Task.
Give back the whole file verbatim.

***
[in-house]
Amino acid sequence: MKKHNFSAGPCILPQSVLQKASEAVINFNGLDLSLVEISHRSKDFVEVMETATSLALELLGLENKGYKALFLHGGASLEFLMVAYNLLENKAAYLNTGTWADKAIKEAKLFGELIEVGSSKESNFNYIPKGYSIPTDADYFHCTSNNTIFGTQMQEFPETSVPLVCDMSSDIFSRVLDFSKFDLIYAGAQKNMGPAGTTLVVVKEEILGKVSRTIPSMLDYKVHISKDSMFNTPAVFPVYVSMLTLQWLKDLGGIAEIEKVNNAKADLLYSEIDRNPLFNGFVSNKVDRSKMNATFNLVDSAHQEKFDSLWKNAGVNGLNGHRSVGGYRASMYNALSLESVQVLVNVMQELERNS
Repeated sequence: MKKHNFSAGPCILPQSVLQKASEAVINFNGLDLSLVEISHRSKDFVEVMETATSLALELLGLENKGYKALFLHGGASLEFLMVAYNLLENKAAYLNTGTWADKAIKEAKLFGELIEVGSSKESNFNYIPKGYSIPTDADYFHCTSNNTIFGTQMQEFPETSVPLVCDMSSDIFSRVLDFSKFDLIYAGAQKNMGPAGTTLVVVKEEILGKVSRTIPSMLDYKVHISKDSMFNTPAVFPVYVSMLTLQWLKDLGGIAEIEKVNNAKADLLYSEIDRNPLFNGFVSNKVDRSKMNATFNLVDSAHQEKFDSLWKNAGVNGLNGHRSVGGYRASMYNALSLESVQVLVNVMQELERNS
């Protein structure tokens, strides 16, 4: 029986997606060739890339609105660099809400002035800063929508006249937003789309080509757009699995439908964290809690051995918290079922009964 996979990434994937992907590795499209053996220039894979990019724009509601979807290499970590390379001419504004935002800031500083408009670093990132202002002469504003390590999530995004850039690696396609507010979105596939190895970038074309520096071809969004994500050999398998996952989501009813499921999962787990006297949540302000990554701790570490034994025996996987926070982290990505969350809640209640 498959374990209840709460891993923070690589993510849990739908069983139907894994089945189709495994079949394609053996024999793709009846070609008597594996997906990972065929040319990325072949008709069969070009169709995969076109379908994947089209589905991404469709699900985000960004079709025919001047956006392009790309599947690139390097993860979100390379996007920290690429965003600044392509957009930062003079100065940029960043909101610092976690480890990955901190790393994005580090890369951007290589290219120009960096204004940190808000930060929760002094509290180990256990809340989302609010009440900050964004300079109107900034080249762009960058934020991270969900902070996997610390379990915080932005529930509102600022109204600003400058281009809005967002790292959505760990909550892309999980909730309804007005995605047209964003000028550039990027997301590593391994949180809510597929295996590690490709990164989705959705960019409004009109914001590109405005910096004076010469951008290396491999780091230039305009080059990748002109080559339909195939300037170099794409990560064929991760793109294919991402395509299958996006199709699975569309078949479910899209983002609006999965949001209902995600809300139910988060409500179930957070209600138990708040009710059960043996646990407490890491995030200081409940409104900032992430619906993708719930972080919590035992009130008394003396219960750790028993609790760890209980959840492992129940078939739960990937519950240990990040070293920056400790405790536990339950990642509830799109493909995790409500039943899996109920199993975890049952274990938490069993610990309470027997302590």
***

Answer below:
[in-house]
Amino acid sequence: MKKHNFSAGPCILPQSVLQKASEAVINFNGLDLSLVEISHRSKDFVEVMETATSLALELLGLENKGYKALFLHGGASLEFLMVAYNLLENKAAYLNTGTWADKAIKEAKLFGELIEVGSSKESNFNYIPKGYSIPTDADYFHCTSNNTIFGTQMQEFPETSVPLVCDMSSDIFSRVLDFSKFDLIYAGAQKNMGPAGTTLVVVKEEILGKVSRTIPSMLDYKVHISKDSMFNTPAVFPVYVSMLTLQWLKDLGGIAEIEKVNNAKADLLYSEIDRNPLFNGFVSNKVDRSKMNATFNLVDSAHQEKFDSLWKNAGVNGLNGHRSVGGYRASMYNALSLESVQVLVNVMQELERNS
Repeated sequence: MKKHNFSAGPCILPQSVLQKASEAVINFNGLDLSLVEISHRSKDFVEVMETATSLALELLGLENKGYKALFLHGGASLEFLMVAYNLLENKAAYLNTGTWADKAIKEAKLFGELIEVGSSKESNFNYIPKGYSIPTDADYFHCTSNNTIFGTQMQEFPETSVPLVCDMSSDIFSRVLDFSKFDLIYAGAQKNMGPAGTTLVVVKEEILGKVSRTIPSMLDYKVHISKDSMFNTPAVFPVYVSMLTLQWLKDLGGIAEIEKVNNAKADLLYSEIDRNPLFNGFVSNKVDRSKMNATFNLVDSAHQEKFDSLWKNAGVNGLNGHRSVGGYRASMYNALSLESVQVLVNVMQELERNS
């Protein structure tokens, strides 16, 4: 029986997606060739890339609105660099809400002035800063929508006249937003789309080509757009699995439908964290809690051995918290079922009964 996979990434994937992907590795499209053996220039894979990019724009509601979807290499970590390379001419504004935002800031500083408009670093990132202002002469504003390590999530995004850039690696396609507010979105596939190895970038074309520096071809969004994500050999398998996952989501009813499921999962787990006297949540302000990554701790570490034994025996996987926070982290990505969350809640209640 498959374990209840709460891993923070690589993510849990739908069983139907894994089945189709495994079949394609053996024999793709009846070609008597594996997906990972065929040319990325072949008709069969070009169709995969076109379908994947089209589905991404469709699900985000960004079709025919001047956006392009790309599947690139390097993860979100390379996007920290690429965003600044392509957009930062003079100065940029960043909101610092976690480890990955901190790393994005580090890369951007290589290219120009960096204004940190808000930060929760002094509290180990256990809340989302609010009440900050964004300079109107900034080249762009960058934020991270969900902070996997610390379990915080932005529930509102600022109204600003400058281009809005967002790292959505760990909550892309999980909730309804007005995605047209964003000028550039990027997301590593391994949180809510597929295996590690490709990164989705959705960019409004009109914001590109405005910096004076010469951008290396491999780091230039305009080059990748002109080559339909195939300037170099794409990560064929991760793109294919991402395509299958996006199709699975569309078949479910899209983002609006999965949001209902995600809300139910988060409500179930957070209600138990708040009710059960043996646990407490890491995030200081409940409104900032992430619906993708719930972080919590035992009130008394003396219960750790028993609790760890209980959840492992129940078939739960990937519950240990990040070293920056400790405790536990339950990642509830799109493909995790409500039943899996109920199993975890049952274990938490069993610990309470027997302590």